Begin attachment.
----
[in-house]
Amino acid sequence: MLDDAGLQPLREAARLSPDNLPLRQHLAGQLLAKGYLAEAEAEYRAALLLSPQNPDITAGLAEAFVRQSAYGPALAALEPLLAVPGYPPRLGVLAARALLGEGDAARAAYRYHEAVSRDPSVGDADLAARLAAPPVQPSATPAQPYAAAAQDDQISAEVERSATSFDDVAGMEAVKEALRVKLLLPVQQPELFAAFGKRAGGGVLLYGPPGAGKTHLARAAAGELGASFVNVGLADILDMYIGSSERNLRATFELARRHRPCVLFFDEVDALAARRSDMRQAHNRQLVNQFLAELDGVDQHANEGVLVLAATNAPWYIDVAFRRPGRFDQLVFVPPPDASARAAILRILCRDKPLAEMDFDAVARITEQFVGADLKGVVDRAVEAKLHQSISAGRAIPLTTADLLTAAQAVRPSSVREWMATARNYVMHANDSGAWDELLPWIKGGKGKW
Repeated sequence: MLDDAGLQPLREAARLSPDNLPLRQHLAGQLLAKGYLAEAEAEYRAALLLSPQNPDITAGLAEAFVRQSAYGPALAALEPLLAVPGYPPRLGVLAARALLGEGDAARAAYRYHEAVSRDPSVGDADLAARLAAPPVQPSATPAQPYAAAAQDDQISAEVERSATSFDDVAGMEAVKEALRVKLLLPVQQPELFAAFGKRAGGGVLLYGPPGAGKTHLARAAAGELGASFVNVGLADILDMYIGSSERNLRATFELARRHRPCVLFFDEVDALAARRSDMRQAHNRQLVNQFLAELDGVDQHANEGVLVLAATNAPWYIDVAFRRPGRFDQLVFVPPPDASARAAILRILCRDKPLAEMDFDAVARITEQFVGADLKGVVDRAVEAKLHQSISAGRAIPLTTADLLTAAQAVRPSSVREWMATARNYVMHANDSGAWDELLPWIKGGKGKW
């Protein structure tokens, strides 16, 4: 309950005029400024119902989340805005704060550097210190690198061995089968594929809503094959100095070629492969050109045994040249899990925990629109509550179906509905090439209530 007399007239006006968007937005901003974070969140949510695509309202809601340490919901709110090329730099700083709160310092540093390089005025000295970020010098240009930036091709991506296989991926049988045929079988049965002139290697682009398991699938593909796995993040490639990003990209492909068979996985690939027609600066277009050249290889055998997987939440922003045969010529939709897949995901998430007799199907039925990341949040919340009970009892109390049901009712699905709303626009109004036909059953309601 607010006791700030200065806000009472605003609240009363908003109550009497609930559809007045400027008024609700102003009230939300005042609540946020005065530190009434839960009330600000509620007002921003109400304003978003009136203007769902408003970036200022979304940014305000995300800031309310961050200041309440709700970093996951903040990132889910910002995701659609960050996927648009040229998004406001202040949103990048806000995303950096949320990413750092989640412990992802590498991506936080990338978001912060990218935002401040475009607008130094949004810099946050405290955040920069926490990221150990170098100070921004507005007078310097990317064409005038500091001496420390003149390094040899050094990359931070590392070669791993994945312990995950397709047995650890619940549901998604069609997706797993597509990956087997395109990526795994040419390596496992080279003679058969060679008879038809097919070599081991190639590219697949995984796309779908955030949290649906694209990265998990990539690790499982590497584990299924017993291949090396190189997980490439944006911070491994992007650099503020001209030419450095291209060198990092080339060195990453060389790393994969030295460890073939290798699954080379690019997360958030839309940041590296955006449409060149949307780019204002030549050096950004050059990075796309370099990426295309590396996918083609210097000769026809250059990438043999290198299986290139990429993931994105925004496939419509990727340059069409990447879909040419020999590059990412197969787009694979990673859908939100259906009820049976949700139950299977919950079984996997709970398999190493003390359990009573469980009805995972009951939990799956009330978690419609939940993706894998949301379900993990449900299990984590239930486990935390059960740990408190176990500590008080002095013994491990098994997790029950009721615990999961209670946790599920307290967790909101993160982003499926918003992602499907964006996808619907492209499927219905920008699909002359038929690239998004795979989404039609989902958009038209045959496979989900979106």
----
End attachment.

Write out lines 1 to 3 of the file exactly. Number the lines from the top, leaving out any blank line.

[in-house]
Amino acid sequence: MLDDAGLQPLREAARLSPDNLPLRQHLAGQLLAKGYLAEAEAEYRAALLLSPQNPDITAGLAEAFVRQSAYGPALAALEPLLAVPGYPPRLGVLAARALLGEGDAARAAYRYHEAVSRDPSVGDADLAARLAAPPVQPSATPAQPYAAAAQDDQISAEVERSATSFDDVAGMEAVKEALRVKLLLPVQQPELFAAFGKRAGGGVLLYGPPGAGKTHLARAAAGELGASFVNVGLADILDMYIGSSERNLRATFELARRHRPCVLFFDEVDALAARRSDMRQAHNRQLVNQFLAELDGVDQHANEGVLVLAATNAPWYIDVAFRRPGRFDQLVFVPPPDASARAAILRILCRDKPLAEMDFDAVARITEQFVGADLKGVVDRAVEAKLHQSISAGRAIPLTTADLLTAAQAVRPSSVREWMATARNYVMHANDSGAWDELLPWIKGGKGKW
Repeated sequence: MLDDAGLQPLREAARLSPDNLPLRQHLAGQLLAKGYLAEAEAEYRAALLLSPQNPDITAGLAEAFVRQSAYGPALAALEPLLAVPGYPPRLGVLAARALLGEGDAARAAYRYHEAVSRDPSVGDADLAARLAAPPVQPSATPAQPYAAAAQDDQISAEVERSATSFDDVAGMEAVKEALRVKLLLPVQQPELFAAFGKRAGGGVLLYGPPGAGKTHLARAAAGELGASFVNVGLADILDMYIGSSERNLRATFELARRHRPCVLFFDEVDALAARRSDMRQAHNRQLVNQFLAELDGVDQHANEGVLVLAATNAPWYIDVAFRRPGRFDQLVFVPPPDASARAAILRILCRDKPLAEMDFDAVARITEQFVGADLKGVVDRAVEAKLHQSISAGRAIPLTTADLLTAAQAVRPSSVREWMATARNYVMHANDSGAWDELLPWIKGGKGKW